TikTok CEO Shou Zi Chew provided some insight into how the company vets potentially underage users on its platform at today’s House session, amid questions regarding TikTok’s usage of biometrics.
After denying that the app collects body, face, or voice data to identify its users — beyond what is required for the program’s in-app AR filters to work — the executive was questioned how TikTok calculates the age of its users.
Chew’s immediate response was predictable: the app uses age gating. This is the most common approach, which simply asks a person for their birthdate in hopes of determining their age. TikTok offers three different experiences: for users under the age of 13, younger teens, and adults 18 and up — which experience the user receives is determined by their age input.
Of course, relying only on this method is problematic because children frequently lie about their age when joining up for social media apps and websites.
TikTok, it turns out, is more than simply looking at the age typed into a text box.
Chew stated throughout the hearing that TikTok examines users’ videos to determine their age.
“We’ve also developed some tools where we look at their public profile, to go through the videos that they post to see whether…” Chew began, before being interrupted by Rep. Buddy Carter (R-GA), who interjected, “That’s creepy. Tell me more about that.”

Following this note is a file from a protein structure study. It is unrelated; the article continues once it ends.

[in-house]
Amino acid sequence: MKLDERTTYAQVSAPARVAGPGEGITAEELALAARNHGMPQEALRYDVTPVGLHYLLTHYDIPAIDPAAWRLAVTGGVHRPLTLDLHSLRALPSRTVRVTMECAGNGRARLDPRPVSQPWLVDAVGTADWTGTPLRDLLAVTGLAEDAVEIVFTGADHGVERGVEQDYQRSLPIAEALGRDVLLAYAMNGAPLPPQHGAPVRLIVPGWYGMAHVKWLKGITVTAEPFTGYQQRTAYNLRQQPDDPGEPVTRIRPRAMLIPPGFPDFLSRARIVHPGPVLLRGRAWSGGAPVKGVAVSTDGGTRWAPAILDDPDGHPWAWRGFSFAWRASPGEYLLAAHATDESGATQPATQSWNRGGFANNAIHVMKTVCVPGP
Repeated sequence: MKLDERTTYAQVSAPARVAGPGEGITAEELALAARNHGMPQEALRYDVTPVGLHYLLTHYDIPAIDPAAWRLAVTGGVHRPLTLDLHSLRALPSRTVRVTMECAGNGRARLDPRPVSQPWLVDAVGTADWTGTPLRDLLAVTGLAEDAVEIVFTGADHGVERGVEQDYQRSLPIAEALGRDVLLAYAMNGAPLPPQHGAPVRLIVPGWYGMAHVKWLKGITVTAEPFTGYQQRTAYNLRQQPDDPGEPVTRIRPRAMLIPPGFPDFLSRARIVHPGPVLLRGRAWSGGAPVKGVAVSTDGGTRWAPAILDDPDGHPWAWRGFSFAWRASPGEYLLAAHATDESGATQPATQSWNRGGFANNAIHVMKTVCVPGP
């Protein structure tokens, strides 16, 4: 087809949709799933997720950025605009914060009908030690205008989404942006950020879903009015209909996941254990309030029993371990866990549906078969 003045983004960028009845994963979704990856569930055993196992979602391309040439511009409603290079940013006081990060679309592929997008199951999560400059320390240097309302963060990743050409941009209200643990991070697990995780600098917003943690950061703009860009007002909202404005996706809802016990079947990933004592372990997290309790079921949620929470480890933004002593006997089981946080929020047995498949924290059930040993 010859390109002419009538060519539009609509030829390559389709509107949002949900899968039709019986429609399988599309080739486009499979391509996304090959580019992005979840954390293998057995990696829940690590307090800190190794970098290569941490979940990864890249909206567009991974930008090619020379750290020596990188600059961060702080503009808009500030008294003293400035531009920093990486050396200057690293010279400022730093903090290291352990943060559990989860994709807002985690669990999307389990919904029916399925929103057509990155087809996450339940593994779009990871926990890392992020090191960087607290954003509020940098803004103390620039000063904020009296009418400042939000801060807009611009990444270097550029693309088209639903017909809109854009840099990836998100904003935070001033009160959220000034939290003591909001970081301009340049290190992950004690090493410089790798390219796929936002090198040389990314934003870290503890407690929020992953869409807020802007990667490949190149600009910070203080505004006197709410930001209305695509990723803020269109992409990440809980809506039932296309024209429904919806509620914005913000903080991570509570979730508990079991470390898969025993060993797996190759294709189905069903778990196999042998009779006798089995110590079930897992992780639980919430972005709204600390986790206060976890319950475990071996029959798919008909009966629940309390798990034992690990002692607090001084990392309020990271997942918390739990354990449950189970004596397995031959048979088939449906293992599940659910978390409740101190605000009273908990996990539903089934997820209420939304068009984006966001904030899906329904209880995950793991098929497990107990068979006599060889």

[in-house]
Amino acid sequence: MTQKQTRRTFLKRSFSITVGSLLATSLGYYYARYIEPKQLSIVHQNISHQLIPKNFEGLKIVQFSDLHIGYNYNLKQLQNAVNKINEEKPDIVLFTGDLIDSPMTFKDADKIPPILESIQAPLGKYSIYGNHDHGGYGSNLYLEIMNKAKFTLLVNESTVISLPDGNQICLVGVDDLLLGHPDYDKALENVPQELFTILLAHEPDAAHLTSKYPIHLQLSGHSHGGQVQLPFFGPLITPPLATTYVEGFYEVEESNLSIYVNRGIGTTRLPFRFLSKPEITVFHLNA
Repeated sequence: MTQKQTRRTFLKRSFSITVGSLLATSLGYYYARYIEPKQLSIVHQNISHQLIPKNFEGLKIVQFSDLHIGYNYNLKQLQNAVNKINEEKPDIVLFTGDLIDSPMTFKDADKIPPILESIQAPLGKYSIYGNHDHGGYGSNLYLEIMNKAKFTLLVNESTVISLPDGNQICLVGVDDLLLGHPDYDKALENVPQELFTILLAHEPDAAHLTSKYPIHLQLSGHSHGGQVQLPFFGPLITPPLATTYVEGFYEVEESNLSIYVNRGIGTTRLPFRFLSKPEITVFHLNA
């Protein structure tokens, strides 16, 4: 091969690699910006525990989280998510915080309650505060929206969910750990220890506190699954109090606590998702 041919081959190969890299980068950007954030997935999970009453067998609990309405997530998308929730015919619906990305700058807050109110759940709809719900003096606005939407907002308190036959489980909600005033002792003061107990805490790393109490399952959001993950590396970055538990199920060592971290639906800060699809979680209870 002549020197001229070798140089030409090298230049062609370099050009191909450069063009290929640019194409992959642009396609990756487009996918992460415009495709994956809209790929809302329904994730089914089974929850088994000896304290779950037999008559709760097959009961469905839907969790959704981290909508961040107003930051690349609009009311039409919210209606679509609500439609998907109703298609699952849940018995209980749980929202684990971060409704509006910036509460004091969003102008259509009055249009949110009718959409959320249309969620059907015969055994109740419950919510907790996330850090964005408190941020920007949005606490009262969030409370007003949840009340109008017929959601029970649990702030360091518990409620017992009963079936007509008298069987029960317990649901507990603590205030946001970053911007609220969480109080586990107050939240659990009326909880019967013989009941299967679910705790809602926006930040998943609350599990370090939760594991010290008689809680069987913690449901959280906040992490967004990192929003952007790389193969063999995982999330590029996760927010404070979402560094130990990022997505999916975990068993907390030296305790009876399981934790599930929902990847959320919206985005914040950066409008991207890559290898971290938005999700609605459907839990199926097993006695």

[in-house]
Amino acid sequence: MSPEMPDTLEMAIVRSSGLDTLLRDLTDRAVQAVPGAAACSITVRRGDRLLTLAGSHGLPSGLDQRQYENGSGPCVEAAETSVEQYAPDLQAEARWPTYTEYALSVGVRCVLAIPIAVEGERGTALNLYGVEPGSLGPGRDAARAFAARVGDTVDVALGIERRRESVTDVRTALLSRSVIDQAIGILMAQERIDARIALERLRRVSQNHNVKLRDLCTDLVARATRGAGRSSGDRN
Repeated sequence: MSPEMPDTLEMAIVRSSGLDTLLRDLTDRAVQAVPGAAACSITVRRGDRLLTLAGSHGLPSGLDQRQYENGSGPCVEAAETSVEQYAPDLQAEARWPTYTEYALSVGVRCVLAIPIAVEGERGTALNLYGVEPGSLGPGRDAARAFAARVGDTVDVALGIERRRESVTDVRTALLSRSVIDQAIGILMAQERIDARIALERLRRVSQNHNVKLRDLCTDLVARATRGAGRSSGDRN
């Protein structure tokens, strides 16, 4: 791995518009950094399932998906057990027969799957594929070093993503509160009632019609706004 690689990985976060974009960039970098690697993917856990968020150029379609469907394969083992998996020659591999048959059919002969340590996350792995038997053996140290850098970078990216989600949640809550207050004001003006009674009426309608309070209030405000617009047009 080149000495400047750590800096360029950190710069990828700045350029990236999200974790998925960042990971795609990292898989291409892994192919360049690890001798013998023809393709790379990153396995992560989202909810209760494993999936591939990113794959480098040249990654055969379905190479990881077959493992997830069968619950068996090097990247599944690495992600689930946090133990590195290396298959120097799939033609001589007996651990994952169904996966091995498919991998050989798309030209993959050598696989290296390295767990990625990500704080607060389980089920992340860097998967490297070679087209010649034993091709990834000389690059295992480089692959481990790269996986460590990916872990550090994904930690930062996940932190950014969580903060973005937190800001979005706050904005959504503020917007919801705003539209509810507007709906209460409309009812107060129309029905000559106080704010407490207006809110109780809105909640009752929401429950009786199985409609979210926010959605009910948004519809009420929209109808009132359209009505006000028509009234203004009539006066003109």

When Chew was finally ready to continue, he stated, “It’s public.” So, if you post a video, you select to make it public – this is how others will see your video. “We look at those to see if it fits the age you specified,” he explained.
“This is now a real challenge for our industry because privacy versus age assurance is a huge problem,” Chew explained.
The provided information is intended for general awareness and may not be entirely accurate or up-to-date. The post disclaims any warranties regarding the completeness, accuracy, or reliability of the content, services, or graphics on the website. It advises caution when using the information for any purpose.